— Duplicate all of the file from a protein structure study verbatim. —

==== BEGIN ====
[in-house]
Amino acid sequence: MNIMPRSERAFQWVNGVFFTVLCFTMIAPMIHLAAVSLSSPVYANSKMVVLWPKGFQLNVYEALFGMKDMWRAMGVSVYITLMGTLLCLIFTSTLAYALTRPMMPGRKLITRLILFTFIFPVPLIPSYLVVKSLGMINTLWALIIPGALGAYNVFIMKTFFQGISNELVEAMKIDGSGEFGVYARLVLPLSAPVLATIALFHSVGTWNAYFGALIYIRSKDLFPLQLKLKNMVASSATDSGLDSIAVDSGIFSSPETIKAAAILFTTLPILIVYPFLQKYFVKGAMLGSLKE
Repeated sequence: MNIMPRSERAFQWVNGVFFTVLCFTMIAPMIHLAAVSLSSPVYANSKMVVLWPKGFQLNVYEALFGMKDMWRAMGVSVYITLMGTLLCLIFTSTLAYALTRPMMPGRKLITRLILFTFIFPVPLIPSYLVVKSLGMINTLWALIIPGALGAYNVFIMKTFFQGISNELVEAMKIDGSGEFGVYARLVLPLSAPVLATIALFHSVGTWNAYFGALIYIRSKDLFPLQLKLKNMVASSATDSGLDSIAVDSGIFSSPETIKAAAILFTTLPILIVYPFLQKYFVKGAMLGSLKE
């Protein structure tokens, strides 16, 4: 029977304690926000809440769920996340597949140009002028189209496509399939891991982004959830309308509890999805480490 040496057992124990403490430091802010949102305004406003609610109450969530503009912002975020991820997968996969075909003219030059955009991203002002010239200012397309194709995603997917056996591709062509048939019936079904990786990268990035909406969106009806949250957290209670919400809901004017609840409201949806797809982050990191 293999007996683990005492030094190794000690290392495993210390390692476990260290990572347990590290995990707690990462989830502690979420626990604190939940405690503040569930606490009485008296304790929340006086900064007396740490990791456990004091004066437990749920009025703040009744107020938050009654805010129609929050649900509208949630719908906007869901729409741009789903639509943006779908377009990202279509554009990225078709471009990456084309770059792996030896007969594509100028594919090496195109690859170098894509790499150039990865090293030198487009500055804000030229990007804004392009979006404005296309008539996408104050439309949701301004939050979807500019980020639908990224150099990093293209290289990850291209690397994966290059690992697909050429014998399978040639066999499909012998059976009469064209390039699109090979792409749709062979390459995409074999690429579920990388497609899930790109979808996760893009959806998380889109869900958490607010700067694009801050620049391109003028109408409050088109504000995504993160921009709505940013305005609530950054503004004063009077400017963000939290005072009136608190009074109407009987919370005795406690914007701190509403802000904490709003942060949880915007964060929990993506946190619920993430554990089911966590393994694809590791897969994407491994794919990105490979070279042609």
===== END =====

[in-house]
Amino acid sequence: MNIMPRSERAFQWVNGVFFTVLCFTMIAPMIHLAAVSLSSPVYANSKMVVLWPKGFQLNVYEALFGMKDMWRAMGVSVYITLMGTLLCLIFTSTLAYALTRPMMPGRKLITRLILFTFIFPVPLIPSYLVVKSLGMINTLWALIIPGALGAYNVFIMKTFFQGISNELVEAMKIDGSGEFGVYARLVLPLSAPVLATIALFHSVGTWNAYFGALIYIRSKDLFPLQLKLKNMVASSATDSGLDSIAVDSGIFSSPETIKAAAILFTTLPILIVYPFLQKYFVKGAMLGSLKE
Repeated sequence: MNIMPRSERAFQWVNGVFFTVLCFTMIAPMIHLAAVSLSSPVYANSKMVVLWPKGFQLNVYEALFGMKDMWRAMGVSVYITLMGTLLCLIFTSTLAYALTRPMMPGRKLITRLILFTFIFPVPLIPSYLVVKSLGMINTLWALIIPGALGAYNVFIMKTFFQGISNELVEAMKIDGSGEFGVYARLVLPLSAPVLATIALFHSVGTWNAYFGALIYIRSKDLFPLQLKLKNMVASSATDSGLDSIAVDSGIFSSPETIKAAAILFTTLPILIVYPFLQKYFVKGAMLGSLKE
């Protein structure tokens, strides 16, 4: 029977304690926000809440769920996340597949140009002028189209496509399939891991982004959830309308509890999805480490 040496057992124990403490430091802010949102305004406003609610109450969530503009912002975020991820997968996969075909003219030059955009991203002002010239200012397309194709995603997917056996591709062509048939019936079904990786990268990035909406969106009806949250957290209670919400809901004017609840409201949806797809982050990191 293999007996683990005492030094190794000690290392495993210390390692476990260290990572347990590290995990707690990462989830502690979420626990604190939940405690503040569930606490009485008296304790929340006086900064007396740490990791456990004091004066437990749920009025703040009744107020938050009654805010129609929050649900509208949630719908906007869901729409741009789903639509943006779908377009990202279509554009990225078709471009990456084309770059792996030896007969594509100028594919090496195109690859170098894509790499150039990865090293030198487009500055804000030229990007804004392009979006404005296309008539996408104050439309949701301004939050979807500019980020639908990224150099990093293209290289990850291209690397994966290059690992697909050429014998399978040639066999499909012998059976009469064209390039699109090979792409749709062979390459995409074999690429579920990388497609899930790109979808996760893009959806998380889109869900958490607010700067694009801050620049391109003028109408409050088109504000995504993160921009709505940013305005609530950054503004004063009077400017963000939290005072009136608190009074109407009987919370005795406690914007701190509403802000904490709003942060949880915007964060929990993506946190619920993430554990089911966590393994694809590791897969994407491994794919990105490979070279042609």